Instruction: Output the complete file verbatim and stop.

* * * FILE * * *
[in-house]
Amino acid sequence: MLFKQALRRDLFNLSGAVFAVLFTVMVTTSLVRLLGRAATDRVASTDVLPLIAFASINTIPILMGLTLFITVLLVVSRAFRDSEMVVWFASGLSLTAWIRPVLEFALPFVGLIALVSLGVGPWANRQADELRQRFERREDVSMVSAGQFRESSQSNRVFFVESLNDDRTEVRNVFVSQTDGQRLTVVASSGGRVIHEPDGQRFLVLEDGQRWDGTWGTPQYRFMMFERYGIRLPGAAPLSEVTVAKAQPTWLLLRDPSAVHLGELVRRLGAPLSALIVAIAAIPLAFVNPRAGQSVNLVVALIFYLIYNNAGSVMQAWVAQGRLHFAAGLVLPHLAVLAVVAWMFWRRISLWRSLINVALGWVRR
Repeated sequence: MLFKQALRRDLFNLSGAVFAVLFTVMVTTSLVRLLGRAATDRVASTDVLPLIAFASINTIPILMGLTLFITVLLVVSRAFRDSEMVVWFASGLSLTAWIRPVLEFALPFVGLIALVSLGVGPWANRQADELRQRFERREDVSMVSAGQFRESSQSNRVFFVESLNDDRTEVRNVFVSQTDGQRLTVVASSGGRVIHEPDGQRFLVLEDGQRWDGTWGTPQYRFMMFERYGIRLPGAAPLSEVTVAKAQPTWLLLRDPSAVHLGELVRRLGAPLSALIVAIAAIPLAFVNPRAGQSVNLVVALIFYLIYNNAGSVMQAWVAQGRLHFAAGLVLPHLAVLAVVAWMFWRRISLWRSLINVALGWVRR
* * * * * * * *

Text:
[in-house]
Amino acid sequence: MLFKQALRRDLFNLSGAVFAVLFTVMVTTSLVRLLGRAATDRVASTDVLPLIAFASINTIPILMGLTLFITVLLVVSRAFRDSEMVVWFASGLSLTAWIRPVLEFALPFVGLIALVSLGVGPWANRQADELRQRFERREDVSMVSAGQFRESSQSNRVFFVESLNDDRTEVRNVFVSQTDGQRLTVVASSGGRVIHEPDGQRFLVLEDGQRWDGTWGTPQYRFMMFERYGIRLPGAAPLSEVTVAKAQPTWLLLRDPSAVHLGELVRRLGAPLSALIVAIAAIPLAFVNPRAGQSVNLVVALIFYLIYNNAGSVMQAWVAQGRLHFAAGLVLPHLAVLAVVAWMFWRRISLWRSLINVALGWVRR
Repeated sequence: MLFKQALRRDLFNLSGAVFAVLFTVMVTTSLVRLLGRAATDRVASTDVLPLIAFASINTIPILMGLTLFITVLLVVSRAFRDSEMVVWFASGLSLTAWIRPVLEFALPFVGLIALVSLGVGPWANRQADELRQRFERREDVSMVSAGQFRESSQSNRVFFVESLNDDRTEVRNVFVSQTDGQRLTVVASSGGRVIHEPDGQRFLVLEDGQRWDGTWGTPQYRFMMFERYGIRLPGAAPLSEVTVAKAQPTWLLLRDPSAVHLGELVRRLGAPLSALIVAIAAIPLAFVNPRAGQSVNLVVALIFYLIYNNAGSVMQAWVAQGRLHFAAGLVLPHLAVLAVVAWMFWRRISLWRSLINVALGWVRR